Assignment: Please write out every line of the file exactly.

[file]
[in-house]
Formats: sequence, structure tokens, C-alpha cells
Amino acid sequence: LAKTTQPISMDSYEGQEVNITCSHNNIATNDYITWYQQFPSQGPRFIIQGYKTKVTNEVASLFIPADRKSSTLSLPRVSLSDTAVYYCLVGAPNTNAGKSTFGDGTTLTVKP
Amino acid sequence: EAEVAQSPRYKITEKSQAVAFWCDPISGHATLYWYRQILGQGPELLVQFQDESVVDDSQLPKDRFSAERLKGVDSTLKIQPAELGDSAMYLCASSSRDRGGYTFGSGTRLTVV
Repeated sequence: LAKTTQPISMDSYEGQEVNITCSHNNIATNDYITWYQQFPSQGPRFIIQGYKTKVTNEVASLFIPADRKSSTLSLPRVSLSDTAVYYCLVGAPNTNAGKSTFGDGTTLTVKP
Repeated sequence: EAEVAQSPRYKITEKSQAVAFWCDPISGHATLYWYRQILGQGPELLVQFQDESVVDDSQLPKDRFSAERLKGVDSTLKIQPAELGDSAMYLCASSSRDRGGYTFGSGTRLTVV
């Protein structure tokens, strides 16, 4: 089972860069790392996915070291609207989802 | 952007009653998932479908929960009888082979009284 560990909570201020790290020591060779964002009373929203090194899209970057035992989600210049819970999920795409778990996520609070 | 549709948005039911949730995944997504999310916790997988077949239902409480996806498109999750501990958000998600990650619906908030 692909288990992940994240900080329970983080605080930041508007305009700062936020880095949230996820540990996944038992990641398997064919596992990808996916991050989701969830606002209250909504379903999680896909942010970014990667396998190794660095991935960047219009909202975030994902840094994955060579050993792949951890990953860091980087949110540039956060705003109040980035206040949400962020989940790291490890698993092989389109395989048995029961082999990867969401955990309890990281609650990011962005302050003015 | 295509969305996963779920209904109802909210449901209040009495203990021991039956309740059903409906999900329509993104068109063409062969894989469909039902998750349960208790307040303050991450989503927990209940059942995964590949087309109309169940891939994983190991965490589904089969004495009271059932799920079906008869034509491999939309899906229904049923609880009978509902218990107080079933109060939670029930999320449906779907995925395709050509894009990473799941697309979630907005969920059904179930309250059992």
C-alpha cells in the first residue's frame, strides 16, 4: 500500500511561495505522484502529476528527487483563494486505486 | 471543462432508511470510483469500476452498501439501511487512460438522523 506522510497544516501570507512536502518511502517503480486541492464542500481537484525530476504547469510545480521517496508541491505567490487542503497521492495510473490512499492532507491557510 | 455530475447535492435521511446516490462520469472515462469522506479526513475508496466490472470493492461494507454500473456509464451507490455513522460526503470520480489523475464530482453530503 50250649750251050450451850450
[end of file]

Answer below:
[in-house]
Formats: sequence, structure tokens, C-alpha cells
Amino acid sequence: LAKTTQPISMDSYEGQEVNITCSHNNIATNDYITWYQQFPSQGPRFIIQGYKTKVTNEVASLFIPADRKSSTLSLPRVSLSDTAVYYCLVGAPNTNAGKSTFGDGTTLTVKP
Amino acid sequence: EAEVAQSPRYKITEKSQAVAFWCDPISGHATLYWYRQILGQGPELLVQFQDESVVDDSQLPKDRFSAERLKGVDSTLKIQPAELGDSAMYLCASSSRDRGGYTFGSGTRLTVV
Repeated sequence: LAKTTQPISMDSYEGQEVNITCSHNNIATNDYITWYQQFPSQGPRFIIQGYKTKVTNEVASLFIPADRKSSTLSLPRVSLSDTAVYYCLVGAPNTNAGKSTFGDGTTLTVKP
Repeated sequence: EAEVAQSPRYKITEKSQAVAFWCDPISGHATLYWYRQILGQGPELLVQFQDESVVDDSQLPKDRFSAERLKGVDSTLKIQPAELGDSAMYLCASSSRDRGGYTFGSGTRLTVV
């Protein structure tokens, strides 16, 4: 089972860069790392996915070291609207989802 | 952007009653998932479908929960009888082979009284 560990909570201020790290020591060779964002009373929203090194899209970057035992989600210049819970999920795409778990996520609070 | 549709948005039911949730995944997504999310916790997988077949239902409480996806498109999750501990958000998600990650619906908030 692909288990992940994240900080329970983080605080930041508007305009700062936020880095949230996820540990996944038992990641398997064919596992990808996916991050989701969830606002209250909504379903999680896909942010970014990667396998190794660095991935960047219009909202975030994902840094994955060579050993792949951890990953860091980087949110540039956060705003109040980035206040949400962020989940790291490890698993092989389109395989048995029961082999990867969401955990309890990281609650990011962005302050003015 | 295509969305996963779920209904109802909210449901209040009495203990021991039956309740059903409906999900329509993104068109063409062969894989469909039902998750349960208790307040303050991450989503927990209940059942995964590949087309109309169940891939994983190991965490589904089969004495009271059932799920079906008869034509491999939309899906229904049923609880009978509902218990107080079933109060939670029930999320449906779907995925395709050509894009990473799941697309979630907005969920059904179930309250059992």
C-alpha cells in the first residue's frame, strides 16, 4: 500500500511561495505522484502529476528527487483563494486505486 | 471543462432508511470510483469500476452498501439501511487512460438522523 506522510497544516501570507512536502518511502517503480486541492464542500481537484525530476504547469510545480521517496508541491505567490487542503497521492495510473490512499492532507491557510 | 455530475447535492435521511446516490462520469472515462469522506479526513475508496466490472470493492461494507454500473456509464451507490455513522460526503470520480489523475464530482453530503 50250649750251050450451850450